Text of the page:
If it’s true that most alumni won’t become donors for ten years, does that mean higher education fundraisers are out of luck until that magic moment arrives?

Not at all! The fact is that while many graduates leave school with a mountain of debt, they still care about meaningful causes and making an impact in the world. Younger generations may not be influenced by traditional fundraising efforts, but any so-called ‘magic moment’ for donating will most certainly be tied to causes they’ve built relationships with.

It’s time for young alumni fundraising to grow up, so to speak, if it’s to succeed within these realities.

Fundraising Gamification: Making Engagement Fun

Gamification, structuring campaigns with all the familiar features of a game, is working successfully in every industry, including Higher Ed.

Why is it so perfect for this audience?

  • Everyone prefers fun over drudgery and obligation
  • It taps into core motivations for engaging with brands
  • They are familiar with it and prefer it to traditional engagement requests
  • Social sharing (the heart of gamification’s success) is second nature to them


When it comes to donations, young alumni should be considered part of a long-tail strategy, not a major source of funding. In fact, pressure to donate at this stage could put them off permanently. However, play your cards right (pun intended!) in the early years and you could win loyalty for life. You do that by understanding what they crave:

1. Community

Because people naturally support their communities, getting young alumni engaged into a supportive community where they feel a sense of belonging is key. Within that setting, educating them about philanthropy should begin in their freshman year.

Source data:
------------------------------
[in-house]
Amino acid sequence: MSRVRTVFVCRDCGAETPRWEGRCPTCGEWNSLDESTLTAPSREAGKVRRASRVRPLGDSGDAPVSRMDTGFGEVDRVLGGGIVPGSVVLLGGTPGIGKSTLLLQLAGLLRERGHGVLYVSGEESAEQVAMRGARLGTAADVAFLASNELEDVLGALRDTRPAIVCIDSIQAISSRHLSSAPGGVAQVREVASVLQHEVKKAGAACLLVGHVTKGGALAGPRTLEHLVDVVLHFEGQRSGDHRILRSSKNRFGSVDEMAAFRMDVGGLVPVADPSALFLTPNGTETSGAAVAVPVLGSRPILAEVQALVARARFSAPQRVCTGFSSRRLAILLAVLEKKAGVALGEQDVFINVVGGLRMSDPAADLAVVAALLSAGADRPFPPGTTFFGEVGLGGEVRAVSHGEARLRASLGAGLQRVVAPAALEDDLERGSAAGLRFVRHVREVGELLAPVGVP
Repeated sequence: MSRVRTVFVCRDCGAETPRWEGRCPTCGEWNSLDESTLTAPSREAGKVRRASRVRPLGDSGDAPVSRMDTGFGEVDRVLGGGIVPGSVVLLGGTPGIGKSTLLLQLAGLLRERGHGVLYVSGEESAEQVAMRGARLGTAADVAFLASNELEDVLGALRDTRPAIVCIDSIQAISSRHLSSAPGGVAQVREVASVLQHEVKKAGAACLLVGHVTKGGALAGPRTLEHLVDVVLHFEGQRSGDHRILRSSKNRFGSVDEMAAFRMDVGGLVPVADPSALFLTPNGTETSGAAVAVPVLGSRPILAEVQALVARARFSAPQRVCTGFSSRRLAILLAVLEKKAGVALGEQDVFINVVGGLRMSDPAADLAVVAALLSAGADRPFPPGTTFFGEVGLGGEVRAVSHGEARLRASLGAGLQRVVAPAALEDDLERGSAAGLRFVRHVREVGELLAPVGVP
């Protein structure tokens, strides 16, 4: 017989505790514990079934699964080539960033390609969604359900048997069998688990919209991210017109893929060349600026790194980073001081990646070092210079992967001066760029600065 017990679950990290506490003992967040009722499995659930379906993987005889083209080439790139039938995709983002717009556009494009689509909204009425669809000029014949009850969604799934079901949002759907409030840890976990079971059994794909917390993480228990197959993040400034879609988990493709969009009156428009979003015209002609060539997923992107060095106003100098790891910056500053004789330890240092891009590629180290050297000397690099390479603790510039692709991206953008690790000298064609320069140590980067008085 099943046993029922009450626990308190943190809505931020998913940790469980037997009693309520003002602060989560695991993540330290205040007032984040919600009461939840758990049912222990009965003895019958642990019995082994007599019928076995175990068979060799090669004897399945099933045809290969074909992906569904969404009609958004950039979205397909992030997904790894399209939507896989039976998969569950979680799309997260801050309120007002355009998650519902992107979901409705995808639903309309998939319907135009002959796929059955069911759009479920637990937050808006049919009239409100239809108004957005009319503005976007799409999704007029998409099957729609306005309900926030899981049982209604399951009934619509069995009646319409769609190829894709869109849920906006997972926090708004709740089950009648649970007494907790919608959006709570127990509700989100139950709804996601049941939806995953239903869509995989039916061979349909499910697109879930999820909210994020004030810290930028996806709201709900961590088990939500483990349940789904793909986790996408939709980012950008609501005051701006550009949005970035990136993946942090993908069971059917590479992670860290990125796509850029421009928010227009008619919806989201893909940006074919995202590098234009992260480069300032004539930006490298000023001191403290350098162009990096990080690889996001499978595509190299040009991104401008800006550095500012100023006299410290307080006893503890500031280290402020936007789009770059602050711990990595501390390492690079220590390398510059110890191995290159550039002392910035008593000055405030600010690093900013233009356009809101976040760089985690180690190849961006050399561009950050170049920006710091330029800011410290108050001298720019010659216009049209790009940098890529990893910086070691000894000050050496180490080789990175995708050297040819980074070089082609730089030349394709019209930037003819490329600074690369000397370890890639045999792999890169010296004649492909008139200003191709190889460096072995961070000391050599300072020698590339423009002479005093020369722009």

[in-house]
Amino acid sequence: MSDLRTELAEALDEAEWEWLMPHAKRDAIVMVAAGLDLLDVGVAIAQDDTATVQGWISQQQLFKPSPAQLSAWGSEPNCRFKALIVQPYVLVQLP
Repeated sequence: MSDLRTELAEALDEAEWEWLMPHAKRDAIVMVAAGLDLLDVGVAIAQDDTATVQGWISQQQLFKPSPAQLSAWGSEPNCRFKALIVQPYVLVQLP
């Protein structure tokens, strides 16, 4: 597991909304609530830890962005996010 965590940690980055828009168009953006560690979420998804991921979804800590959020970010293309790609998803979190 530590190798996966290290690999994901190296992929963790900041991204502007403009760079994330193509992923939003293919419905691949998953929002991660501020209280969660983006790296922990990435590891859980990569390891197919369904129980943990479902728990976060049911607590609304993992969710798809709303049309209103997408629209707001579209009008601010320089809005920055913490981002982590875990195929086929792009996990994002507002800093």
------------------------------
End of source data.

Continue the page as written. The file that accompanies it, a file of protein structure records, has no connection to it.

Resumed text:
According to Chris Taft of Pollination Group, who has extensive experience with what he calls edutainment campaigns in the Higher Ed space, “Even if they’re not there on scholarship, they should start learning how philanthropy benefits them and begin the habit of responding with the school on the first day of their freshman year.”

He goes on to say that, historically, unless an edutainment campaign is part of a larger campaign like Giving Day, it works best for name acquisition and growing your donor base, rather than immediate fundraising – which makes it perfect for young alumni. In his experience, 30-35% of game participants are new names, and many are converted to donors in subsequent follow-up conversations or engagements.

Of course, the social aspect of community is what makes it so powerful for the school. Leveraging the influence of those who are already your fans is where gamification shows its value, especially if you’re lucky enough to snag a social influencer. Chris shared actual results (shown in the infographic to the right) from one individual in a campaign he worked on.

A young person may be broke but have 10,000 Twitter followers. Use that!

2. Competition & Challenges

For many people, competition is highly motivating and fun. Game components like point scoring, direct competition, challenges and leveling up for rewards in your alumni engagement strategies encourage people to get involved and bring others in – and have a blast doing it. The fun makes it ‘sticky’ and memorable, in terms of loyalty.

This goes beyond the traditional reward levels that have long been used to encourage regular giving. Today’s young alumni make up the generation that took gaming to a whole new level online, and activities like the ones below can score some serious attention from this group and beyond.


1. Capture the “Flag”

First, recognize that capturing contact information is your first goal. So, whatever your game is, a high number of points should be awarded when participants divulge their information.

One school Chris worked with hosted a virtual marathon where participants earned miles for various actions they took. Registering for the marathon (i.e. sharing their contact info) gave them an automatic 3 miles, the highest that could be earned by any one action. Every share on social media, every click on those shares, and every survey or quiz taken earned additional distances. Bonus miles were awarded for posting a button or badge or reaching a certain milestone in the race.